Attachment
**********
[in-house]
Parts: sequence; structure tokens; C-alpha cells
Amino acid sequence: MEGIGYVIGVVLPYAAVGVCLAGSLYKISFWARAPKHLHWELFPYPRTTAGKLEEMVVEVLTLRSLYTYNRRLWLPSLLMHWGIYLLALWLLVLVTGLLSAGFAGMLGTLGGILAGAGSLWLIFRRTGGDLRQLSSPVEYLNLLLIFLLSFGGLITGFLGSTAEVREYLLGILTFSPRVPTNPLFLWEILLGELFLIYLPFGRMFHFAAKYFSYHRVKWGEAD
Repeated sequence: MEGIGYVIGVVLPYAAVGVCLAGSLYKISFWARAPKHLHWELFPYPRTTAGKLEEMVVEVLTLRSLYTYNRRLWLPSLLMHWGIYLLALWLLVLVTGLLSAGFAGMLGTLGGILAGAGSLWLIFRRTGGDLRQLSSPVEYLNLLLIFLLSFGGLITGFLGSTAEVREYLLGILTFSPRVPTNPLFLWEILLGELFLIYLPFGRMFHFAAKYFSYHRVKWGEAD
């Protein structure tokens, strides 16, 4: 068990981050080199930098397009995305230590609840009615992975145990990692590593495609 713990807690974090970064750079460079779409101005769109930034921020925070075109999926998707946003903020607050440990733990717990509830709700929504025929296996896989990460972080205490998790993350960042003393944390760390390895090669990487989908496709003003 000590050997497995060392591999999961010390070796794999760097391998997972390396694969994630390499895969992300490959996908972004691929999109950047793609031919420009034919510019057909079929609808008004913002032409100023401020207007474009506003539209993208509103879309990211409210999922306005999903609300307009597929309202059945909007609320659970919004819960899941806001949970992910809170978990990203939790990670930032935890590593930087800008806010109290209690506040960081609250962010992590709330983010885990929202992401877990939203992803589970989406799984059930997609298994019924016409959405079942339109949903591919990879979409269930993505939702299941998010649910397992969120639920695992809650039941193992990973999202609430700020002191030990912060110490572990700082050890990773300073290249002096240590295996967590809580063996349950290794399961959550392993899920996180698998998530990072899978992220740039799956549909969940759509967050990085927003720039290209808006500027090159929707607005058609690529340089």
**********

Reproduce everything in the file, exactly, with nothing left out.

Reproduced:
[in-house]
Parts: sequence; structure tokens; C-alpha cells
Amino acid sequence: MEGIGYVIGVVLPYAAVGVCLAGSLYKISFWARAPKHLHWELFPYPRTTAGKLEEMVVEVLTLRSLYTYNRRLWLPSLLMHWGIYLLALWLLVLVTGLLSAGFAGMLGTLGGILAGAGSLWLIFRRTGGDLRQLSSPVEYLNLLLIFLLSFGGLITGFLGSTAEVREYLLGILTFSPRVPTNPLFLWEILLGELFLIYLPFGRMFHFAAKYFSYHRVKWGEAD
Repeated sequence: MEGIGYVIGVVLPYAAVGVCLAGSLYKISFWARAPKHLHWELFPYPRTTAGKLEEMVVEVLTLRSLYTYNRRLWLPSLLMHWGIYLLALWLLVLVTGLLSAGFAGMLGTLGGILAGAGSLWLIFRRTGGDLRQLSSPVEYLNLLLIFLLSFGGLITGFLGSTAEVREYLLGILTFSPRVPTNPLFLWEILLGELFLIYLPFGRMFHFAAKYFSYHRVKWGEAD
């Protein structure tokens, strides 16, 4: 068990981050080199930098397009995305230590609840009615992975145990990692590593495609 713990807690974090970064750079460079779409101005769109930034921020925070075109999926998707946003903020607050440990733990717990509830709700929504025929296996896989990460972080205490998790993350960042003393944390760390390895090669990487989908496709003003 000590050997497995060392591999999961010390070796794999760097391998997972390396694969994630390499895969992300490959996908972004691929999109950047793609031919420009034919510019057909079929609808008004913002032409100023401020207007474009506003539209993208509103879309990211409210999922306005999903609300307009597929309202059945909007609320659970919004819960899941806001949970992910809170978990990203939790990670930032935890590593930087800008806010109290209690506040960081609250962010992590709330983010885990929202992401877990939203992803589970989406799984059930997609298994019924016409959405079942339109949903591919990879979409269930993505939702299941998010649910397992969120639920695992809650039941193992990973999202609430700020002191030990912060110490572990700082050890990773300073290249002096240590295996967590809580063996349950290794399961959550392993899920996180698998998530990072899978992220740039799956549909969940759509967050990085927003720039290209808006500027090159929707607005058609690529340089």